When Universal proved it could work by taking the gamble and making the plunge into horror in 1930 with Dracula and again the following year with Frankenstein, the other studios reflexively followed their lead. By 1933, after Columbia and MGM proved it was no fluke, that damn near anyone could have a hit with a monster movie, the debate began among the brass at the reluctant Warner Brothers. By then the studio had pretty much cornered the market on tough, gritty, and controversial gangster pictures with Little Caesar and Public Enemy, so why the hell would they want to do what everyone else was doing, plumbing the depths into a gutter genre?
Well, money, pretty much. But when the decision was finally make to try their hand at a scary picture, it was agreed they’d have to do something different, something that would make their horror movie stand out from the rest. The first thing they did was get rid of all the gloomy castles, the quasi-European villages, and all those period costumes. Their film would be set in contemporary New York with contemporary characters. Not only would that make things more immediate (and immediately terrifying) for audiences, not having to shell out for all those sets and costumes would also save on the budget,.
Second, they would up the ante by releasing the film in an early form of color—an experimental two-tone process that worked surprisingly well. And finally, they’d steer away from the deadly serious moodiness that infected most horror films by punching up the comedy. Better to give audiences a break every now and again, lighten the mood, let them know it’s not all serious and send them away laughing instead of dumping all that endless dreariness on them.
To that end they brought in Lee Tracy, a tall, lanky, fast-talking redhead who’d had a couple of big comedy hits in recent years to play a role that would help solidly typecast him for the rest of his career. In Doctor X he play’s Lee, a wisecracking and admittedly cowardly newspaperman on the trail of a Jack the Ripper style murderer who’s been terrorizing New York. Given the skilled and precise manner in which the victims are killed and assorted organs removed (even the murders were unexpectedly brutal for a horror film of the time), the cops turn their attentions to one shady Dr. Xavier and his oddball circle of scientific researchers. Each one, it seems, either has a personality quirk or a research specialty that would make him a prime suspect. Unfortunately each one also has a perfect alibi, from a missing arm to being wheelchair bound. Dammit all!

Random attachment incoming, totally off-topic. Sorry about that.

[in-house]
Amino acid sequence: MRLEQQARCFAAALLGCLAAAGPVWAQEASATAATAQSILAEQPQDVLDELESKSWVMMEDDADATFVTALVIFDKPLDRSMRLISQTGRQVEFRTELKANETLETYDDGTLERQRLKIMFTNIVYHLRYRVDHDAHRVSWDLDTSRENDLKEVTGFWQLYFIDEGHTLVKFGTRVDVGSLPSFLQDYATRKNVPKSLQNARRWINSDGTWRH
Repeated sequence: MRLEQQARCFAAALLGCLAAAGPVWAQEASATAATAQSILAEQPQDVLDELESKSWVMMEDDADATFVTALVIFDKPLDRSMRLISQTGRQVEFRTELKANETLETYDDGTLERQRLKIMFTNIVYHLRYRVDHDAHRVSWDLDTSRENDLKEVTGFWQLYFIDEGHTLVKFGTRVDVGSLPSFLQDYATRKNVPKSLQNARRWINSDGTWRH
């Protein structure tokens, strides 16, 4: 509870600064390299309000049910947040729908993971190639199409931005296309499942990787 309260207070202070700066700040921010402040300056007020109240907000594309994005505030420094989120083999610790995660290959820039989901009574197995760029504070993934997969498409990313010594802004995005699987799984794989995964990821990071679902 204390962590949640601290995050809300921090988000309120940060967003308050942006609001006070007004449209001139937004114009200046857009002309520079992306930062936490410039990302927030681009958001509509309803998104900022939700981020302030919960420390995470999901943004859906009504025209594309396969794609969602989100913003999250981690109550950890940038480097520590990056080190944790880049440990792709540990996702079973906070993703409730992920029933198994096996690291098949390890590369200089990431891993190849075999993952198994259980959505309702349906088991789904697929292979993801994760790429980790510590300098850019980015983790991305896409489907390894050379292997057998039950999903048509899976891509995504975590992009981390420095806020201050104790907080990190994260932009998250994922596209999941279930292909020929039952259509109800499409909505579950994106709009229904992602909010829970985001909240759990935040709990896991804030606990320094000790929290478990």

Interestingly enough, the respected character actor (at the time anyway) Lionel Atwill made his horror debut as the titular Doctor X. Although he was not in the original, over the next 15 years he would appear in more of Universal’s Frankenstein films than any other single actor without ever playing the monster. Despite a long and checkered career in films of all sorts, these days if at all he’s remembered as a minor horror icon thanks to the Frankenstein franchise, a thought I’m sure would mortify him no end.
As the bright, sensible and protective daughter of that possibly sinister Dr. Xavier, we get Fay Wray, who that same year would appear with Atwill and Universal horror standby Dwight Frye in The Vampire Bat, a sort-of quasi horror mystery more about mass hysteria than anything unearthly. She was also in another 1933 film, and because of that one no one remembers her in The Vampire Bat or Doctor X or anything else.
The film was directed by Warner’s stalwart Michael Curtiz, who during his long career would also make a few other minor hits for the studio like Casablanca. Never much known as a horror director, he approaches the material with an economic flair and atmosphere, treating it the same way he would any other over-the-top murder mystery with a, well let’s just say unexpected resolution.
Although it was based on a stage play the same way Frankenstein, Dracula, The Vampire Bat and so many other early stabs at horror were based on theatrical pieces, Curtiz effectively breaks away from the stuffy, stodgy, claustrophobic staginess that stifles so many of those others. The pacing is zippy, and the action moves around enough from locale to locale that you never get the sense you’re trapped on a stage with characters forced to describe what remarkable things had happened elsewhere.
As the reluctantly intrepid reporter puts the moves on Dr. Xavier’s daughter (at least in part to try and get some info out of her), the wacky scientists, under increasingly irksome scrutiny from the cops, decide to retreat to Xavier’s estate, where they lock themselves in in an effort to determine which, if any, of them is the killer in question.
There’s more than a bit of your standard parlor whodunnit here, especially in the technique the scientists use to uncover the madman. Up to a point, anyway, and again the resolution, which really was pretty unique, is where the film goes beyond simple atmospherics into real horror.
Mostly forgotten today, Doctor X remains a neat and compelling little number, a personal favorite, and absolutely unique for its day. Six years after its release, Warner’s would release the utterly unrelated (except by name) The Return of Doctor X, in which Bogart, in the most unlikely role of his career, plays a pasty-faced reanimated corpse in constant need of fresh blood supplies in order to remain among the sort-of living. But that’s another story, and may help explain why Warner stuck with the gangster pictures.